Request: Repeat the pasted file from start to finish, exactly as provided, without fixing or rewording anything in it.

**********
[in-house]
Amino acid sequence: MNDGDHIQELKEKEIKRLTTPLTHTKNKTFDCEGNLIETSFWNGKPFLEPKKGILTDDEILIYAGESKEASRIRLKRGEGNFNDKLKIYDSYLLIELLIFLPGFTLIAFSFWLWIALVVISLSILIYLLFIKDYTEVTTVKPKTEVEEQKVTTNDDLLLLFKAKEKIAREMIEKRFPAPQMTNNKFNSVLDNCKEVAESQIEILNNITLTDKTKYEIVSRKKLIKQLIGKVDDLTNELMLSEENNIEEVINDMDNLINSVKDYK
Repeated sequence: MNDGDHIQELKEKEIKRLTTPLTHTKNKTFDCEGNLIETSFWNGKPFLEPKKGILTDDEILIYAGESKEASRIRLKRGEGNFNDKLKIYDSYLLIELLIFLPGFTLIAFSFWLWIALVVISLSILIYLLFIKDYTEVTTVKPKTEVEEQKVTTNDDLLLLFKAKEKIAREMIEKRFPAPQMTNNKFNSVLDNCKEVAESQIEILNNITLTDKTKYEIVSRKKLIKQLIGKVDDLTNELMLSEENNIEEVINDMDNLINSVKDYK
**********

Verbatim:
[in-house]
Amino acid sequence: MNDGDHIQELKEKEIKRLTTPLTHTKNKTFDCEGNLIETSFWNGKPFLEPKKGILTDDEILIYAGESKEASRIRLKRGEGNFNDKLKIYDSYLLIELLIFLPGFTLIAFSFWLWIALVVISLSILIYLLFIKDYTEVTTVKPKTEVEEQKVTTNDDLLLLFKAKEKIAREMIEKRFPAPQMTNNKFNSVLDNCKEVAESQIEILNNITLTDKTKYEIVSRKKLIKQLIGKVDDLTNELMLSEENNIEEVINDMDNLINSVKDYK
Repeated sequence: MNDGDHIQELKEKEIKRLTTPLTHTKNKTFDCEGNLIETSFWNGKPFLEPKKGILTDDEILIYAGESKEASRIRLKRGEGNFNDKLKIYDSYLLIELLIFLPGFTLIAFSFWLWIALVVISLSILIYLLFIKDYTEVTTVKPKTEVEEQKVTTNDDLLLLFKAKEKIAREMIEKRFPAPQMTNNKFNSVLDNCKEVAESQIEILNNITLTDKTKYEIVSRKKLIKQLIGKVDDLTNELMLSEENNIEEVINDMDNLINSVKDYK